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Topic Title: Help! Machine not stitching straight.
Topic Summary: Stitches not perfect
Created On: 01/27/2011 12:24 PM
Linear : Threading : Single : Branch
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 01/27/2011 12:24 PM
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hollydilecce

Posts: 2
Joined: 01/27/2011

I need help! My DC2010 just recently began not making perfectly straight stitches. The first three stitches are perfect, but every one after that is slightly slanted. I have checked:

thread tension
cleaned fuzz under plate and bobbin area

I'm not sure what to do about this. I can't find anything helpful in the manual. I can still sew things where you won't see the stitching and it doesn't matter, but this won't do forever. Does anyone have any ideas?

Thanks in advance.
 01/27/2011 08:18 PM
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Warbler

Posts: 505
Joined: 05/16/2007

Please do not panic. Your machine is fine and is quite normal. Slant stitches has more to do with the thread weight and fabric combination than anything else. All machines with the exception of straight stitch only machines have this occurrence of slant stitches.

What needle size are you using? What is the weight of the thread? What kind of fabric are you sewing?

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Janome MC6600, Bernina 240, Juki MO735 serger, 1948 221-1, 1951 201-2
 01/30/2011 01:30 PM
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hollydilecce

Posts: 2
Joined: 01/27/2011

Thank you for your response, Warbler. The needle size is 11 and the fabric is light to medium weight cotton. I'm not sure about the thread, but I'll pay better attention to that. I guess I had never noticed the slant before, and worried that something may be wrong with the machine. The stitching is secure and holds the seam, so I'll keep sewing. Thanks, again.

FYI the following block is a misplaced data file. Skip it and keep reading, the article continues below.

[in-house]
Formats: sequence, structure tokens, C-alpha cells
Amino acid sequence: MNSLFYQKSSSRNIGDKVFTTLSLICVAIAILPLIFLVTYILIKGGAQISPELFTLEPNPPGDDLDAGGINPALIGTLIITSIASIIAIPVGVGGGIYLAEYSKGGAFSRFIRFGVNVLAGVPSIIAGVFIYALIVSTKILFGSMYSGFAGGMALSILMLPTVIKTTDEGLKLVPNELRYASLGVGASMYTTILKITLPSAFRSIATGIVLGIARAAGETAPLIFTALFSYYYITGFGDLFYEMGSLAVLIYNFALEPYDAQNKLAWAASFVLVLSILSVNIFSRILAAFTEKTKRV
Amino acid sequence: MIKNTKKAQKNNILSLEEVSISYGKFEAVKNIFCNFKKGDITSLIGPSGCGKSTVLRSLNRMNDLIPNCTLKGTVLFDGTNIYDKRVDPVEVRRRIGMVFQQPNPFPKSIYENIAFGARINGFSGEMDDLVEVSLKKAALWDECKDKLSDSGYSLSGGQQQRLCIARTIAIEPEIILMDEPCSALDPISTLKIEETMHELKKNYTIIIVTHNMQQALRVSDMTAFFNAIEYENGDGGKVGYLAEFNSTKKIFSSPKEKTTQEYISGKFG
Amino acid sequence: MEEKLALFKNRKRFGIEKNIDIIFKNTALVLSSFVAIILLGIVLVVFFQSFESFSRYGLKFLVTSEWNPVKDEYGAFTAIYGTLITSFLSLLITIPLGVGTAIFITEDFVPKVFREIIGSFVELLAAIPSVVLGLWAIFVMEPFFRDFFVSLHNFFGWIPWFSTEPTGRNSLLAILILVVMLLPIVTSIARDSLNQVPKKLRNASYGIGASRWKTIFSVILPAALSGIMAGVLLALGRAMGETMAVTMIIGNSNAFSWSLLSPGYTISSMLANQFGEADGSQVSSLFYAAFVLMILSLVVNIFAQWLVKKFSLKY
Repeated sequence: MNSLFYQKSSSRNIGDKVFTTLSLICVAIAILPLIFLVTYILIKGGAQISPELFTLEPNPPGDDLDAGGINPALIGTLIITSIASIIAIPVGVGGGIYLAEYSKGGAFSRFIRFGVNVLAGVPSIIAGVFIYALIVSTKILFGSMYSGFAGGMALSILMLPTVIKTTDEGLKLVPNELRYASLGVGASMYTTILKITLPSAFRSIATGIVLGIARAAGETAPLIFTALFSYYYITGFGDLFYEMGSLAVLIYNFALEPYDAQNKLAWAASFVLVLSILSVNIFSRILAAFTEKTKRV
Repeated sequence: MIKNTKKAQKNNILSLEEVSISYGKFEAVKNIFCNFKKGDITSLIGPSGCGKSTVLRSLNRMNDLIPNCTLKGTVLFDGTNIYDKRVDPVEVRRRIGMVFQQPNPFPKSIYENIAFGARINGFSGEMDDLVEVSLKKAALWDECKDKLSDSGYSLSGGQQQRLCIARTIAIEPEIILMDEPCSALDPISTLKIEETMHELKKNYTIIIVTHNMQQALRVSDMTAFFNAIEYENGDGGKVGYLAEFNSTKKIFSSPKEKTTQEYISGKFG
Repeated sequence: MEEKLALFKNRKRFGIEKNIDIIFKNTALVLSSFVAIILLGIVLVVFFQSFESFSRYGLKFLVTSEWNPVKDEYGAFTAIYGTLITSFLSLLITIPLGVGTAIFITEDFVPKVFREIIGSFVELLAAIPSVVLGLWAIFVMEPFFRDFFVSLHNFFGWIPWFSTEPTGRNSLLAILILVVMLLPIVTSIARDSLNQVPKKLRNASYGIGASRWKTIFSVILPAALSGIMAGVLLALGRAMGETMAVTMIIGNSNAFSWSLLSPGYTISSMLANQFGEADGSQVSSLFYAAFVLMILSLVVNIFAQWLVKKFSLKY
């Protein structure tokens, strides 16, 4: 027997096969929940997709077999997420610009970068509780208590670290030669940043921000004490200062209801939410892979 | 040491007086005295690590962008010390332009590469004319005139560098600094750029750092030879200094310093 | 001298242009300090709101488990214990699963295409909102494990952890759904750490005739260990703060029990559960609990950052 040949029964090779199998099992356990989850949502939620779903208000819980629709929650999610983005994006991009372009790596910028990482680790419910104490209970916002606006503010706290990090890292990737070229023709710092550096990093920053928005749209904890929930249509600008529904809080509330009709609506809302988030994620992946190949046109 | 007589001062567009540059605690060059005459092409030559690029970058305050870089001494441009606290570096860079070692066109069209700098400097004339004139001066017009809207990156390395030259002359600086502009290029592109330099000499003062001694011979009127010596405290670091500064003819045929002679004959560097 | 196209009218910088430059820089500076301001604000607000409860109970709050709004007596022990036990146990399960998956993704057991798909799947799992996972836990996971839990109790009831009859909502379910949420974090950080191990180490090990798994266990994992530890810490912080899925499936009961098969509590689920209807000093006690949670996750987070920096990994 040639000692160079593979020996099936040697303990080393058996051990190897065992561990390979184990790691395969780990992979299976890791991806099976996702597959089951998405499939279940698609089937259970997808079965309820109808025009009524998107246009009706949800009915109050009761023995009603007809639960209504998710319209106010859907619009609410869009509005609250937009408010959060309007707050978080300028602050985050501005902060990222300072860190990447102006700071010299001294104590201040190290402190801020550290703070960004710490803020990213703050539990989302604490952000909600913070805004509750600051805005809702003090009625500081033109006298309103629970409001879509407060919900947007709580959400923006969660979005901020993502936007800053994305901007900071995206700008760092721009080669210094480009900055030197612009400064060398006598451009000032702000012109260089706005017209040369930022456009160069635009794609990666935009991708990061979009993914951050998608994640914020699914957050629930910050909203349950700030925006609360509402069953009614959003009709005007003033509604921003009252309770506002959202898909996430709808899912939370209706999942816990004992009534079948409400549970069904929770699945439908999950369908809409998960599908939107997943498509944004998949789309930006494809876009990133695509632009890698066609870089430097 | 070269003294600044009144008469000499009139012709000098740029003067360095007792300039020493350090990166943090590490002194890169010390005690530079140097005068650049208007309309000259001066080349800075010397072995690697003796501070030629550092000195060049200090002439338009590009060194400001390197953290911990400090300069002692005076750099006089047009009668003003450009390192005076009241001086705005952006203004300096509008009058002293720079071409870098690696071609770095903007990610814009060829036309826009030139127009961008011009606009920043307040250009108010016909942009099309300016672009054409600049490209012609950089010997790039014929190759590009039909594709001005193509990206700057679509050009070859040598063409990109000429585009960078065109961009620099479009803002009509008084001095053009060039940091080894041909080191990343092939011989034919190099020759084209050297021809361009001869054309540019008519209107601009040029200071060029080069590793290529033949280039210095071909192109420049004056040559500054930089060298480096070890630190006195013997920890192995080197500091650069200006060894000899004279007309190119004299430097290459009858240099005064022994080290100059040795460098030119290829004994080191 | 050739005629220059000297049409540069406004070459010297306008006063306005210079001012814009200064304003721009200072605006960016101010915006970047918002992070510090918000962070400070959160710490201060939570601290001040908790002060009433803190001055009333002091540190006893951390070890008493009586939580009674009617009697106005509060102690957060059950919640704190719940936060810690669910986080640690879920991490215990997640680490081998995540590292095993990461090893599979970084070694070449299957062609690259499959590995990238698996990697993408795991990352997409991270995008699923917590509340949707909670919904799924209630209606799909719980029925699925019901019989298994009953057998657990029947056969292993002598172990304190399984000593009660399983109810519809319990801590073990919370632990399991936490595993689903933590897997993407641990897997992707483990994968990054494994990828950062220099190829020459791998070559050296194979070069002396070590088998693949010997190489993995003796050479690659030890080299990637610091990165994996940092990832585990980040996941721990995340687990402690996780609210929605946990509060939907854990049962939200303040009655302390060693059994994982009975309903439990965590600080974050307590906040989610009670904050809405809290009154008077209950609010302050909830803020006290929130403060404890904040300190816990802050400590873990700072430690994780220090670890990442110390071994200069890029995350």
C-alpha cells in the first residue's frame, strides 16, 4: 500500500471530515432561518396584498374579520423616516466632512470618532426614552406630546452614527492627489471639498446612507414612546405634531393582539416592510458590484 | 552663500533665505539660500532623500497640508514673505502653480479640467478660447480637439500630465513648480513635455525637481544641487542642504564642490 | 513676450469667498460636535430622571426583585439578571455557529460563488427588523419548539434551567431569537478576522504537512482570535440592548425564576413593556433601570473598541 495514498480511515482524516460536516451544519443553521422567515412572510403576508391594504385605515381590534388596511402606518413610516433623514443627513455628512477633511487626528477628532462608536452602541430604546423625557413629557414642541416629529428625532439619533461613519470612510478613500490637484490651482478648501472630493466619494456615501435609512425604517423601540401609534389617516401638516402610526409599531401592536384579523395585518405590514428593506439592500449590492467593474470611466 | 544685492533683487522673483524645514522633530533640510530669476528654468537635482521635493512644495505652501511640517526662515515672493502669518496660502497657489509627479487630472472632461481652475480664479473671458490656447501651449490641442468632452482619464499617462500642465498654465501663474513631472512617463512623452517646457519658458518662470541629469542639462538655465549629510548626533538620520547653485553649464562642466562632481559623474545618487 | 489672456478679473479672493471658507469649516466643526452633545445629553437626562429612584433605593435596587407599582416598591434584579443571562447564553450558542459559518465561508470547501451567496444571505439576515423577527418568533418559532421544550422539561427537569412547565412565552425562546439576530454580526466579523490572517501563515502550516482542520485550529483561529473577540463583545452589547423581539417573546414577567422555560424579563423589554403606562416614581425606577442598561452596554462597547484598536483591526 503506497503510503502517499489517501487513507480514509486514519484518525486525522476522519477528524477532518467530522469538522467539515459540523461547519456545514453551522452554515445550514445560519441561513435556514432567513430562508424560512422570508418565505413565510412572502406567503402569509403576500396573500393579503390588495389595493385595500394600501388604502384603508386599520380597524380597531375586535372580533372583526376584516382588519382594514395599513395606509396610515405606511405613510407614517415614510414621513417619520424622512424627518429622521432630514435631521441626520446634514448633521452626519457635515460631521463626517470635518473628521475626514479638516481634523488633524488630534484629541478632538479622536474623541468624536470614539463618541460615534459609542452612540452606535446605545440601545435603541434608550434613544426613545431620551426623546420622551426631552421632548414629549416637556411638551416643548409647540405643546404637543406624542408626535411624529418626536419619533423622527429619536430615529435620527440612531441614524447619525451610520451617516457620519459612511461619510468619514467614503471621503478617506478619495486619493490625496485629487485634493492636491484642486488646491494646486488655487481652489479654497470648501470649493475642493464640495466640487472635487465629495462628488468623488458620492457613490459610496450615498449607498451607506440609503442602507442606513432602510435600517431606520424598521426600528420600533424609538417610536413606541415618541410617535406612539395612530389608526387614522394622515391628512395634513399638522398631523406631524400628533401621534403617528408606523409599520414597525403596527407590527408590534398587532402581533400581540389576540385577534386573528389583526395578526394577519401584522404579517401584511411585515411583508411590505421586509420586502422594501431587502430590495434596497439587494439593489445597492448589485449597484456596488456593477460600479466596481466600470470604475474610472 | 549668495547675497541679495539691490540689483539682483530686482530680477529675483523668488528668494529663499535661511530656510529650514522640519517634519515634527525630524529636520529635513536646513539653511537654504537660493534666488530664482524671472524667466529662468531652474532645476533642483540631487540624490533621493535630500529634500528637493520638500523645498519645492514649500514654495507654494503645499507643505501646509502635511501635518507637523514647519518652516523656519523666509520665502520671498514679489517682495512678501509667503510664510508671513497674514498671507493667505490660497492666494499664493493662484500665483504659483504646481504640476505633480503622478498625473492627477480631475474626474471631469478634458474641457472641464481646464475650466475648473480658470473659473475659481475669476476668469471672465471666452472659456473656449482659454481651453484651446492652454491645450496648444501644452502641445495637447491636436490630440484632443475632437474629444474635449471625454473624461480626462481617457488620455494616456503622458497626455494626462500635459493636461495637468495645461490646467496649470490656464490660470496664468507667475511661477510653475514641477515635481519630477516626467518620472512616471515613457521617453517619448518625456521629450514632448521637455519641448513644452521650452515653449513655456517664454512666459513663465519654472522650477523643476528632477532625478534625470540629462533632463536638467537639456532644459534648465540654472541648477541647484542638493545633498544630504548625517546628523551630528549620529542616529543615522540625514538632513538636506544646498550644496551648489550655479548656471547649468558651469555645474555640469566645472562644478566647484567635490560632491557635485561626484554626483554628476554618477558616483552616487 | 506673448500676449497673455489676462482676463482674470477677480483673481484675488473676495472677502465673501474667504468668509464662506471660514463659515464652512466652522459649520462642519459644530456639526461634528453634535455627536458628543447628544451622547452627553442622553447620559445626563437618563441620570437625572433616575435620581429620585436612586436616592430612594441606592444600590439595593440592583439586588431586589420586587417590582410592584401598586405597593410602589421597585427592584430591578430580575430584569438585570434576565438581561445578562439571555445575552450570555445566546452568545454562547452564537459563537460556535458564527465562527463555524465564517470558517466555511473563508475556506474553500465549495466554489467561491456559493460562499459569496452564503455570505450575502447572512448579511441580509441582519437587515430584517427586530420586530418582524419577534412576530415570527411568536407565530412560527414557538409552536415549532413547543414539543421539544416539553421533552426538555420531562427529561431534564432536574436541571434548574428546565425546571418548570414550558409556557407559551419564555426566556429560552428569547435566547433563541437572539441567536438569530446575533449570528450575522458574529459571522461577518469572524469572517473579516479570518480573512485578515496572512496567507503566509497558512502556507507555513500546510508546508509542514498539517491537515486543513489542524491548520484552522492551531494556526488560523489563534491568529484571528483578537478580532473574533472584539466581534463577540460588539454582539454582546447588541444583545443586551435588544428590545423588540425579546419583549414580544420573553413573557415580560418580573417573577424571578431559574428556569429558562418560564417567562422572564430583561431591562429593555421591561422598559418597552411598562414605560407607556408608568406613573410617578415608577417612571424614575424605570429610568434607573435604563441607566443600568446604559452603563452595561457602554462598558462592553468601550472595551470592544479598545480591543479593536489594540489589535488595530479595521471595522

02/01/2011 04:12 PM
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CherylAnn

Posts: 3569
Joined: 05/27/2007

Hollydilecce,

I know what you are experiencing as I found the same thing happened to me when I got my Memory Craft 6000 many years ago. I had a Pfaff 1222 and it sewed like a dream but I wanted more so purchase that lovely Janome and have been a loyal Janome customer ever since. It isn't the needle as much as the drop-in bobbin being the culprit. However, I'll take that drop-in bobbin over the other hands down. The cause is the way the thread comes from the side to loop with the needle thread at a 90 degree angle versus coming straight up for that loop. Don't worry, if it stays together you have nothing to worry about. Have fun sewing.

Cheryl

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Saskatoon, Saskatchewan Canada
Janome 15000, 12000, 4120, 760, 1200D Serger, Huskylock 926, Cover Pro 1000 & a few older sewing machines; my favourite computer games of DigitizerMBX v.4.5 with Cutwork, Floriani Total Control, & EQ7
 02/03/2011 07:06 PM
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skunkbad

Posts: 117
Joined: 11/30/2010

Assuming that the machine doesn't require any adjustments, a slightly slanted stitch may also be caused by needle deflection. This "problem" may be resolved by using a straight stitch plate, a sharp tip needle (as opposed to a universal or ball tip), and a straight stitch foot.

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Temecula Valley Sewing Center
The Temecula Valley Sewing Center Blog
 02/04/2011 09:49 PM
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Warbler

Posts: 505
Joined: 05/16/2007

What I think CherylAnn is saying is the drop in bobbin or a machine that has a horizontal rotary hook stitches more smoothly than a ocsillating hook. I think the excellence of Janome's stitch quality is because of the rotary hook.

This is a good expanation.

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Janome MC6600, Bernina 240, Juki MO735 serger, 1948 221-1, 1951 201-2
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